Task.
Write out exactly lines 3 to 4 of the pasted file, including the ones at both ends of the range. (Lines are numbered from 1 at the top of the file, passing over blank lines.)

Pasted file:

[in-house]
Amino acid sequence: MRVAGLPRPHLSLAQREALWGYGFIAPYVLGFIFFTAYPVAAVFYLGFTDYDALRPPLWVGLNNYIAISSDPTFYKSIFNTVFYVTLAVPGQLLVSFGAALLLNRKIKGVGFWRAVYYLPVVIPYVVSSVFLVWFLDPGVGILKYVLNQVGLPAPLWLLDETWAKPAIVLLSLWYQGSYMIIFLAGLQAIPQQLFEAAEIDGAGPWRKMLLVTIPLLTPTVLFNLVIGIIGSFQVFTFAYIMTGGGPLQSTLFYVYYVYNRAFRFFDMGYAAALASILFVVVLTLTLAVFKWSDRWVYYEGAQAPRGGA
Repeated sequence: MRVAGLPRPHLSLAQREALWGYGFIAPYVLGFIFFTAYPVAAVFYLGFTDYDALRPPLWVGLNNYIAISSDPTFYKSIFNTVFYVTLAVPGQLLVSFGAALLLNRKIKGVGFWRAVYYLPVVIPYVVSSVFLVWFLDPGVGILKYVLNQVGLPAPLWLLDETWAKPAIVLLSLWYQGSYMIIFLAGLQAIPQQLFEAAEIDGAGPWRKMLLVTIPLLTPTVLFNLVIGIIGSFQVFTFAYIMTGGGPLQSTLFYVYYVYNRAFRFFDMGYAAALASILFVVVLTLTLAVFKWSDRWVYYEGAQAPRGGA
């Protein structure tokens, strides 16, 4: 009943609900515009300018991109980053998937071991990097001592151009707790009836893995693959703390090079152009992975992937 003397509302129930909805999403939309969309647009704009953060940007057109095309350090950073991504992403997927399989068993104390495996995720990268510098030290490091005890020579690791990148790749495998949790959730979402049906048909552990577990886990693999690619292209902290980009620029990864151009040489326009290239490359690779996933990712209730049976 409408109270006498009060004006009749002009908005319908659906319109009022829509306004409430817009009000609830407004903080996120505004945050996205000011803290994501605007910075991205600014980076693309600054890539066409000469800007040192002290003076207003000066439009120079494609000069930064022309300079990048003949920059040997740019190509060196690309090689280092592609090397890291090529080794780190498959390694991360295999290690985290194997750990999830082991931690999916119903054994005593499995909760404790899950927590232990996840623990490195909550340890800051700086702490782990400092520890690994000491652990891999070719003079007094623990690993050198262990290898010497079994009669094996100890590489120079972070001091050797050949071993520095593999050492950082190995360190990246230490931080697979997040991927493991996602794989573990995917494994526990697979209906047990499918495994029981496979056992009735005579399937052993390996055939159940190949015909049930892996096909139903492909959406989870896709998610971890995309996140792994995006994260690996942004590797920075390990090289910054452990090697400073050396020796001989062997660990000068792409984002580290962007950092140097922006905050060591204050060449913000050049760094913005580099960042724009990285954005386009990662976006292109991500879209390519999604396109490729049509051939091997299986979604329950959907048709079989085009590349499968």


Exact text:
Repeated sequence: MRVAGLPRPHLSLAQREALWGYGFIAPYVLGFIFFTAYPVAAVFYLGFTDYDALRPPLWVGLNNYIAISSDPTFYKSIFNTVFYVTLAVPGQLLVSFGAALLLNRKIKGVGFWRAVYYLPVVIPYVVSSVFLVWFLDPGVGILKYVLNQVGLPAPLWLLDETWAKPAIVLLSLWYQGSYMIIFLAGLQAIPQQLFEAAEIDGAGPWRKMLLVTIPLLTPTVLFNLVIGIIGSFQVFTFAYIMTGGGPLQSTLFYVYYVYNRAFRFFDMGYAAALASILFVVVLTLTLAVFKWSDRWVYYEGAQAPRGGA
């Protein structure tokens, strides 16, 4: 009943609900515009300018991109980053998937071991990097001592151009707790009836893995693959703390090079152009992975992937 003397509302129930909805999403939309969309647009704009953060940007057109095309350090950073991504992403997927399989068993104390495996995720990268510098030290490091005890020579690791990148790749495998949790959730979402049906048909552990577990886990693999690619292209902290980009620029990864151009040489326009290239490359690779996933990712209730049976 409408109270006498009060004006009749002009908005319908659906319109009022829509306004409430817009009000609830407004903080996120505004945050996205000011803290994501605007910075991205600014980076693309600054890539066409000469800007040192002290003076207003000066439009120079494609000069930064022309300079990048003949920059040997740019190509060196690309090689280092592609090397890291090529080794780190498959390694991360295999290690985290194997750990999830082991931690999916119903054994005593499995909760404790899950927590232990996840623990490195909550340890800051700086702490782990400092520890690994000491652990891999070719003079007094623990690993050198262990290898010497079994009669094996100890590489120079972070001091050797050949071993520095593999050492950082190995360190990246230490931080697979997040991927493991996602794989573990995917494994526990697979209906047990499918495994029981496979056992009735005579399937052993390996055939159940190949015909049930892996096909139903492909959406989870896709998610971890995309996140792994995006994260690996942004590797920075390990090289910054452990090697400073050396020796001989062997660990000068792409984002580290962007950092140097922006905050060591204050060449913000050049760094913005580099960042724009990285954005386009990662976006292109991500879209390519999604396109490729049509051939091997299986979604329950959907048709079989085009590349499968």